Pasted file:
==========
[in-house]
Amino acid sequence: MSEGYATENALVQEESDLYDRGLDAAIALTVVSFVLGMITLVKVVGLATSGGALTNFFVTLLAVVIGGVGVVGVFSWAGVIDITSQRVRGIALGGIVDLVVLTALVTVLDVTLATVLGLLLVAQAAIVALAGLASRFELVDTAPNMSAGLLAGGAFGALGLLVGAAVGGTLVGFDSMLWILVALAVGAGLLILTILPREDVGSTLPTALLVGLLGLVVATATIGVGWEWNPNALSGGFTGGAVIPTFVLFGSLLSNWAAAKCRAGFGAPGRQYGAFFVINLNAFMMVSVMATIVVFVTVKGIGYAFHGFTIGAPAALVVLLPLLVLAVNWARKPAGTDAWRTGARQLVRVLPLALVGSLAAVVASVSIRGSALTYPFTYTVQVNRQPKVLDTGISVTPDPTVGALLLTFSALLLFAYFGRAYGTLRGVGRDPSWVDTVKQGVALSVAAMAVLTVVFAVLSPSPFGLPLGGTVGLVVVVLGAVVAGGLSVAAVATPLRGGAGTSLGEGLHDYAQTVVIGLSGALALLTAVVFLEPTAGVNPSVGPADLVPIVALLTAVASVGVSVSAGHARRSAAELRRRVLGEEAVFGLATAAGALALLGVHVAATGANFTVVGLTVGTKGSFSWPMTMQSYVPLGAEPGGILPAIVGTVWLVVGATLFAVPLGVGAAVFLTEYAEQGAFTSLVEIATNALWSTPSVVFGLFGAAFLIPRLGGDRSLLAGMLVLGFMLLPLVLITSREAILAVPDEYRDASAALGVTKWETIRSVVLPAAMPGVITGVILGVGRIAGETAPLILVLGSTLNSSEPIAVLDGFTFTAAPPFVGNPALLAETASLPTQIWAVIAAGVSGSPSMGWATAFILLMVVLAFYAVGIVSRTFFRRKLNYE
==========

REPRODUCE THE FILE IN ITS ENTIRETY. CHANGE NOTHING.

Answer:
[in-house]
Amino acid sequence: MSEGYATENALVQEESDLYDRGLDAAIALTVVSFVLGMITLVKVVGLATSGGALTNFFVTLLAVVIGGVGVVGVFSWAGVIDITSQRVRGIALGGIVDLVVLTALVTVLDVTLATVLGLLLVAQAAIVALAGLASRFELVDTAPNMSAGLLAGGAFGALGLLVGAAVGGTLVGFDSMLWILVALAVGAGLLILTILPREDVGSTLPTALLVGLLGLVVATATIGVGWEWNPNALSGGFTGGAVIPTFVLFGSLLSNWAAAKCRAGFGAPGRQYGAFFVINLNAFMMVSVMATIVVFVTVKGIGYAFHGFTIGAPAALVVLLPLLVLAVNWARKPAGTDAWRTGARQLVRVLPLALVGSLAAVVASVSIRGSALTYPFTYTVQVNRQPKVLDTGISVTPDPTVGALLLTFSALLLFAYFGRAYGTLRGVGRDPSWVDTVKQGVALSVAAMAVLTVVFAVLSPSPFGLPLGGTVGLVVVVLGAVVAGGLSVAAVATPLRGGAGTSLGEGLHDYAQTVVIGLSGALALLTAVVFLEPTAGVNPSVGPADLVPIVALLTAVASVGVSVSAGHARRSAAELRRRVLGEEAVFGLATAAGALALLGVHVAATGANFTVVGLTVGTKGSFSWPMTMQSYVPLGAEPGGILPAIVGTVWLVVGATLFAVPLGVGAAVFLTEYAEQGAFTSLVEIATNALWSTPSVVFGLFGAAFLIPRLGGDRSLLAGMLVLGFMLLPLVLITSREAILAVPDEYRDASAALGVTKWETIRSVVLPAAMPGVITGVILGVGRIAGETAPLILVLGSTLNSSEPIAVLDGFTFTAAPPFVGNPALLAETASLPTQIWAVIAAGVSGSPSMGWATAFILLMVVLAFYAVGIVSRTFFRRKLNYE